Over the past several years, I have volunteered at over a dozen unconferences. She has heard me go to PodCamp, HealthCamp, NewbCamp, she figured this one was like the others, based around technology. And given the load of commercials by Verizon touting their FIOS, "this is fiber, this is big". She didn't given a second thought.
So when I came home Saturday night for diner and started talking about knitting, she looked at me with one of those looks.
You know the kind!
Her eyes were asking: Where did you go today? She couldn't believe that I actually wanted to go to this event.
Well, an unconference is an unconference!
People coming together in a peer to peer learning environment. It doesn't matter whether the topic is technology or health care or yarn. Creating a learning conversation around a common theme is something I love to see happen.
Every conference needs a registration/welcome desk. I can do that! I take pride in meeting and greeting the folks as they arrive. In other conferences, I'll get into some sessions. For FiberCamp, I was comfortable manning the desk and talking with the folks there. I still learned a whole lot.
What is the difference between podcamp and fibercamp?
One difference I noted with a sherku:
no heads down
One surprise: of the 40 odd knitters amongst the 50 plus folks in the auditorium on Friday night, I could only hear one set of needles clicking, I guess I thought there would be more. So when working the registration/welcome desk on Saturday, amongst the conversations, facility and schedule overviews, I was able to talk with a couple of folks to ask about this (and one thing leads to another off course).
Most needles are quiet these days, more have wooden tips, some are acrylic, the steel ones tend to be noisy
There is also a combination of fiber and knitting styles that can contribute to the noise factor
There is continental or American knitting, or to describe it more in terms of the action, it would be more like a catching vs. a throwing style
There are a multitude of patterns, there are multitude of yarns (colors and textures) the combinations thereof hence quickly become exponential.
Alasdair Post-Quinn does marvelous double knitting. The geometrical designs are simply amazing. I don't have a photo but he did a regular round knit cap with the four points of the compass on the four points with a geometric pattern. Turn the cap inside out and the four points retain their proper orientation in the different color design! This is a scarf to show some of his design work.
How serious is Alasdair about knitting? He went to lunch with a group and returned to the Welcome desk to get his knitting. He felt left out, all the others at the lunch table were working on projects.
While some of the fibercampers had Twitter id's more had and wanted to know each others revelry account name.
Revelry is the online community for sharing patterns, sharing comments on what you did with the pattern, etc. One recommended that to choose a pattern with at least some number of downloads should give you a good sense of what it will come out like.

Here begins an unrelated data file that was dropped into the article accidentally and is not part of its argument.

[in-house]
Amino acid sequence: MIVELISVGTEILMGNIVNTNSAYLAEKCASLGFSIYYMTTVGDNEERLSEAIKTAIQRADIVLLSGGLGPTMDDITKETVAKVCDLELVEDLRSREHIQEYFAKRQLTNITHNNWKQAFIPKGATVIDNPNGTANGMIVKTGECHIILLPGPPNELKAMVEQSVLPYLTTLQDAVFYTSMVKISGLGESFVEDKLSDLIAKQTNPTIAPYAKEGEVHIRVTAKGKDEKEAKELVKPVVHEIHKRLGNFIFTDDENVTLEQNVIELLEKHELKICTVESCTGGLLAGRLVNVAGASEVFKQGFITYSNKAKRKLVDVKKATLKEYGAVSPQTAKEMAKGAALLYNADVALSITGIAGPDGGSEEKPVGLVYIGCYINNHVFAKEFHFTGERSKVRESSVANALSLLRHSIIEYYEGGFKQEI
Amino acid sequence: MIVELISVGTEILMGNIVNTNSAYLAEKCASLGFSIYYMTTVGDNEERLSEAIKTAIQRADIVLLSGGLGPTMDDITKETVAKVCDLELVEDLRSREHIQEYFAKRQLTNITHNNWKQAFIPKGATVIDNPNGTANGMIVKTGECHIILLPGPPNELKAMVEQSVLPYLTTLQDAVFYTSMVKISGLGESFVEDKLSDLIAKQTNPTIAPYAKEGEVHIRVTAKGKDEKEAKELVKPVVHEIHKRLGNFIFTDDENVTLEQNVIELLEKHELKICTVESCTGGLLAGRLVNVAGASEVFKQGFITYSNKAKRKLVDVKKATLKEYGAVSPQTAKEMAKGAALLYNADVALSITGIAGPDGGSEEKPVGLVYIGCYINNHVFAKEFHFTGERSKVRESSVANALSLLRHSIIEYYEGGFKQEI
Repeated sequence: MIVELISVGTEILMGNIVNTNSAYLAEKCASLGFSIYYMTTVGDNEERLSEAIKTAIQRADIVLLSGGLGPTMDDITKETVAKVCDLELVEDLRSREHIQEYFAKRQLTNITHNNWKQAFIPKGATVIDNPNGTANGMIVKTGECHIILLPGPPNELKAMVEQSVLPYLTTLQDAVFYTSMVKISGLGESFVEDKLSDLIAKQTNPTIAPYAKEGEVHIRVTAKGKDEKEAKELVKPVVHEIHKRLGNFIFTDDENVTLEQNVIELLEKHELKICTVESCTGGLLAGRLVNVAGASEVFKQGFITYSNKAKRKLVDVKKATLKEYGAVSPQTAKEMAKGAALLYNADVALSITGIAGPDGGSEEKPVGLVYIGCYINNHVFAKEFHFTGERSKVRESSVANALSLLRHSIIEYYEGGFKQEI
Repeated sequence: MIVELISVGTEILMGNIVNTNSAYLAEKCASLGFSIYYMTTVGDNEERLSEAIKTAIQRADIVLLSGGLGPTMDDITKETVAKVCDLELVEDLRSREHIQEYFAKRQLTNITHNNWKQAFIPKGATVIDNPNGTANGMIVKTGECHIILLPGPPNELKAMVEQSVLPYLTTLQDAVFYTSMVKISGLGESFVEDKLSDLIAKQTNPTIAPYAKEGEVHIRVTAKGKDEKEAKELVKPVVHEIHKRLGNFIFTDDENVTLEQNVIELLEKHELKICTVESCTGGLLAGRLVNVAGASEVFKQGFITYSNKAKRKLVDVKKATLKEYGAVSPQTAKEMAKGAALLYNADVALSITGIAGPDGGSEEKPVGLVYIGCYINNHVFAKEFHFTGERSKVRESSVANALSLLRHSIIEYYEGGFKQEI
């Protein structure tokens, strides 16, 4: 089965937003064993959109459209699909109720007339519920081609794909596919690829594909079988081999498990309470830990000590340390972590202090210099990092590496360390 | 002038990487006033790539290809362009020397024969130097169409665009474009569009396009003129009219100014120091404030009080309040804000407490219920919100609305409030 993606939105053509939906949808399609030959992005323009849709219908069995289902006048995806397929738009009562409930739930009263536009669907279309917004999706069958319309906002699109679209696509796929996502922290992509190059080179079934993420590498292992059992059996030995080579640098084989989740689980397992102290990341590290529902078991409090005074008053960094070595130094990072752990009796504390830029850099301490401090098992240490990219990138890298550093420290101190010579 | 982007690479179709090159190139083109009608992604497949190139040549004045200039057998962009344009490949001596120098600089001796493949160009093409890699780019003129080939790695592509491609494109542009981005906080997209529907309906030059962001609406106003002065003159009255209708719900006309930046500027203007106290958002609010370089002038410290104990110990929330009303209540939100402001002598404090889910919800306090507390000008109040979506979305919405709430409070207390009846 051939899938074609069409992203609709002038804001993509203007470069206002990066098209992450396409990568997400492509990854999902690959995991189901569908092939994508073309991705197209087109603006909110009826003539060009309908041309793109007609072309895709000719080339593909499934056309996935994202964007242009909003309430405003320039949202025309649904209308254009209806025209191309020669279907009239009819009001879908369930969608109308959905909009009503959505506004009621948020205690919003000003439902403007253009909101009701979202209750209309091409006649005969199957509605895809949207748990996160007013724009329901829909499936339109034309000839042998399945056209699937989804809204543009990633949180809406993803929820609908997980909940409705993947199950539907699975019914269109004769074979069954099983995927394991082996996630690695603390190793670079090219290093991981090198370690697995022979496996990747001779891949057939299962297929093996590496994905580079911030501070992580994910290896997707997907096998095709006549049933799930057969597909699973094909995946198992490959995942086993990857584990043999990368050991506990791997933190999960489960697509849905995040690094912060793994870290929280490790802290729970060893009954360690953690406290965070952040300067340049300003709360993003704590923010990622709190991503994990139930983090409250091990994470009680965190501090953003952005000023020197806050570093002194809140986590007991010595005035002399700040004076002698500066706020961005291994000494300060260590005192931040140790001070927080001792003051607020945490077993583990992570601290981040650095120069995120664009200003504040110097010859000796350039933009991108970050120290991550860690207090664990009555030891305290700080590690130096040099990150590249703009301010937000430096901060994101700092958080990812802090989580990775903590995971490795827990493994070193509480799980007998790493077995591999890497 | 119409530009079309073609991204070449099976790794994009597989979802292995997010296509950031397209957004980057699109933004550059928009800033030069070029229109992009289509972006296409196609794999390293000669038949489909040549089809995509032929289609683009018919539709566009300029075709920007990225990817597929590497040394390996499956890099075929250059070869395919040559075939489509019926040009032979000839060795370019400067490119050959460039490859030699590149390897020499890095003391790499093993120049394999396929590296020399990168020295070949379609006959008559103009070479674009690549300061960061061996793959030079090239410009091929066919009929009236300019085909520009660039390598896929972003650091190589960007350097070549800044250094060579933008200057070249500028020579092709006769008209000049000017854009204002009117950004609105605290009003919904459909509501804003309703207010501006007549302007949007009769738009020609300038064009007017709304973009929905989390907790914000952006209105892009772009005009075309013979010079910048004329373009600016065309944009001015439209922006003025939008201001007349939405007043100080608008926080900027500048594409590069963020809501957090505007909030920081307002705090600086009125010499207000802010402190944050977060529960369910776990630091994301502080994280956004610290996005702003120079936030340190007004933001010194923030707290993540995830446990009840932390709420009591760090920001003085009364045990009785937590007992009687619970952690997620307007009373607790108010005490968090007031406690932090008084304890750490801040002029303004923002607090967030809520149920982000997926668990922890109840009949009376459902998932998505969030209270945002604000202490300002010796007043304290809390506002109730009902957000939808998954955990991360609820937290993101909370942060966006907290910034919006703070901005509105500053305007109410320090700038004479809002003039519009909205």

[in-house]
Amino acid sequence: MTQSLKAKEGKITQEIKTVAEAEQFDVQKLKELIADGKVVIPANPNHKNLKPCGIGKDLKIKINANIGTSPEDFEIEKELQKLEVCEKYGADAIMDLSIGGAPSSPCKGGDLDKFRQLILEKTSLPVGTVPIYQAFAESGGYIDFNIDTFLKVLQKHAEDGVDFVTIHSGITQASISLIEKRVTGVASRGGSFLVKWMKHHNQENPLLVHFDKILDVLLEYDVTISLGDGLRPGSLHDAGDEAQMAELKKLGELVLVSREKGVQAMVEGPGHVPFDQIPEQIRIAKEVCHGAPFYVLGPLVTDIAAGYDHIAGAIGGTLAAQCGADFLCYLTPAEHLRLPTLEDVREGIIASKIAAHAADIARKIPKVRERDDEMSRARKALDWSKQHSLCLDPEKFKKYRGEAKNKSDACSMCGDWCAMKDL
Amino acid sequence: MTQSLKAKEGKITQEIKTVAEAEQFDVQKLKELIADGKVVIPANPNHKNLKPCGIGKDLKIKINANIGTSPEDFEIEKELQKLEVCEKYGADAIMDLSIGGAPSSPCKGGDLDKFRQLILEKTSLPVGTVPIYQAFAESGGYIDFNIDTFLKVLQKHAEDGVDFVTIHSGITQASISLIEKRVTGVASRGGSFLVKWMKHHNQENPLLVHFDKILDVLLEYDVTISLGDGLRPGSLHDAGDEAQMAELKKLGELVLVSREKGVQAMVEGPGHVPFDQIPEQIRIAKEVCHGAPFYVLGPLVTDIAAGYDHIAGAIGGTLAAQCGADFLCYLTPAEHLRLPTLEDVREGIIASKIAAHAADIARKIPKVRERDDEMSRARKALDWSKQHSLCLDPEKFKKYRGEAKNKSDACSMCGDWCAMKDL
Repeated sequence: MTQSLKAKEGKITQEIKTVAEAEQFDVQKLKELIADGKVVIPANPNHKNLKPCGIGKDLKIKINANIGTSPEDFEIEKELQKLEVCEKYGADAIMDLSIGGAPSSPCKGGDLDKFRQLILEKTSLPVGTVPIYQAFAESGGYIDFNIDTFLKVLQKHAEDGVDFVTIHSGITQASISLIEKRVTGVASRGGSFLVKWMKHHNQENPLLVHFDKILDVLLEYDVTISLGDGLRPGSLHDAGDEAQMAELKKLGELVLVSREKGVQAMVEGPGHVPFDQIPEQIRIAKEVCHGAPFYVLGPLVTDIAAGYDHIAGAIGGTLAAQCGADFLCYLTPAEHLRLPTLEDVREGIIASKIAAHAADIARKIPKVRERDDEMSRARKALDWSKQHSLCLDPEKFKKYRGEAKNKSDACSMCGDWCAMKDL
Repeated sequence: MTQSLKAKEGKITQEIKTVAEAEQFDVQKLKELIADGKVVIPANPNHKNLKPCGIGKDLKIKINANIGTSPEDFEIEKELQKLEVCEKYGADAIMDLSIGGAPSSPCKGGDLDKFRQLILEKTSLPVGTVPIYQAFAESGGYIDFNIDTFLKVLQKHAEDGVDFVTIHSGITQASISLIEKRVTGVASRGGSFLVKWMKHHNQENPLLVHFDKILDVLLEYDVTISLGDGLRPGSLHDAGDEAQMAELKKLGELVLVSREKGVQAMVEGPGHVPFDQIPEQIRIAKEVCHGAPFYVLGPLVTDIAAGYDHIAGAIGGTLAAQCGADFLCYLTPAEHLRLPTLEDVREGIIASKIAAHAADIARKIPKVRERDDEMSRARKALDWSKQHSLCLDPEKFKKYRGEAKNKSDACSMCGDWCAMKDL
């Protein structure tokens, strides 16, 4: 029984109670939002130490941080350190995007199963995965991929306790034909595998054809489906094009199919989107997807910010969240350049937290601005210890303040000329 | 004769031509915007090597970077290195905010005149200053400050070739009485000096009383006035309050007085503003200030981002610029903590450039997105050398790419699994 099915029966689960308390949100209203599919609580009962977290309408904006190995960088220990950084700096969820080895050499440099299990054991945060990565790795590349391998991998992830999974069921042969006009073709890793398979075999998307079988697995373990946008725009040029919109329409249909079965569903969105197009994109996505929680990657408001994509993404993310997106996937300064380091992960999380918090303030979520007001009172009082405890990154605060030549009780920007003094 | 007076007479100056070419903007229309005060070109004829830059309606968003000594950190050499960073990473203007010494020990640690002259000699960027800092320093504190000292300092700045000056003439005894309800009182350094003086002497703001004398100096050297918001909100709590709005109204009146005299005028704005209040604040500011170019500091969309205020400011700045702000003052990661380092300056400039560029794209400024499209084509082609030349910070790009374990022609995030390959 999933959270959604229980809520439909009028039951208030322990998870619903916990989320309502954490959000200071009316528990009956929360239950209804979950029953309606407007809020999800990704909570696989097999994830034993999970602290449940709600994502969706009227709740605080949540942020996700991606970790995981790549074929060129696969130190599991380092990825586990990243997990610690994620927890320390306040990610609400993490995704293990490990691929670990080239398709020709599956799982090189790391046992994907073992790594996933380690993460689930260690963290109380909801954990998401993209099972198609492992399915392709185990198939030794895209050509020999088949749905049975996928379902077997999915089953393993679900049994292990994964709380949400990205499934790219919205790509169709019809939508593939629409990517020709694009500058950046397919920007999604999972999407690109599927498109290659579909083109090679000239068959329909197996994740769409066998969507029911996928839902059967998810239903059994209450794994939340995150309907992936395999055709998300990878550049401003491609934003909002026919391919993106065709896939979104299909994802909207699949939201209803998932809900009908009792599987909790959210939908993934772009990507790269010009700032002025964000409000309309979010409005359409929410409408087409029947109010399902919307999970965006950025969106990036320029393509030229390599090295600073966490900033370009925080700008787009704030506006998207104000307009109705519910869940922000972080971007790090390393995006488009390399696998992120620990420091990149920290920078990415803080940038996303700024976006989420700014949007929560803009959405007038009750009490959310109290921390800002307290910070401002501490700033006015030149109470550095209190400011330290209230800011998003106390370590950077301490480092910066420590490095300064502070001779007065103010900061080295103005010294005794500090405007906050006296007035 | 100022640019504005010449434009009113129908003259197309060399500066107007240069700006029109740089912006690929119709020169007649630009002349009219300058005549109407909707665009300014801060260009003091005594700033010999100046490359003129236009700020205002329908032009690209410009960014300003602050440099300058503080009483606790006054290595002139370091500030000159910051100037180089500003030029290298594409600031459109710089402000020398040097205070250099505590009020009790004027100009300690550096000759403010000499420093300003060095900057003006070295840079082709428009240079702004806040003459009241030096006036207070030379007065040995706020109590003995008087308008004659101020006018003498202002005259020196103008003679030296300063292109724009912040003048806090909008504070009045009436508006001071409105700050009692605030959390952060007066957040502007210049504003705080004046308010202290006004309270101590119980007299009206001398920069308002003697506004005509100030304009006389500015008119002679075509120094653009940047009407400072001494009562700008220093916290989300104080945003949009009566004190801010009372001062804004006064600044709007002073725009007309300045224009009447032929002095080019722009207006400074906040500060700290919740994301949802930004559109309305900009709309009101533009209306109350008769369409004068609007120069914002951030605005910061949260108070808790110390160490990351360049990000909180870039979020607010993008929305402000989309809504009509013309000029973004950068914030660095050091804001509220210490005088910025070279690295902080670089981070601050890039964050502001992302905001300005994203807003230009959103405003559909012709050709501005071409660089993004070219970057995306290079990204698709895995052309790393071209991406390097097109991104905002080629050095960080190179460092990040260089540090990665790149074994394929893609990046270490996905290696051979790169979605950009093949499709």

Viewing the variety of interpretations of a pattern is sometimes quite staggering but immensely revealing
Some folks use straight needles, some prefer circular
Both have their pluses/minuses, circular can allow for knitting a full sweater without seems, but if comfortable knitting a seem, the straight needles arrive at the same place; a nicely done and wearable fiber product
I had the opportunity to talk with Adrianne Sloane, an "architectural" knitter, she does art works:
Knitting shapes have long been defined by the human form. By moving the context of knitting from clothing geometry to sculpture, knitting becomes a medium with a link to a rich and complex fiber tradition that has the power of history behind it. To be able to turn a single strand of yarn into fiber building blocks with form and function, texture and color is also energizingly low tech.
Working in what has long been considered a traditional woman's medium, I aim to an artistic aesthetic informed by traditional craft, art and politics. My work aspires to dissolve the boundaries between craft and art, mindful of the historical context of the medium.
I knit to rejoin the frayed and unraveled places around me.
I had the opportunity to talk with Heidi Vernon, who was fortunate to be displaying her knitted sweaters. She does those in collaboration with designer Irina Taytslin. Irina will start to set the vision, Heidi will collaborate with her on the colors, types of yarn, etc.
Amanda - who in business does SEO marketing, was at the first PodCamp Boston, We had a good discussion meandering our way through memories and current events.
Guido Stein came by to teach me some basics of spinning. It was interesting to do, the fiber definitely has a feel to it, the threads are interlaced and connected and spinning makes them all the stronger to use.
At the end, folks were reluctant to go out the door. There were still tips and tricks to understand.
Let the learning go on!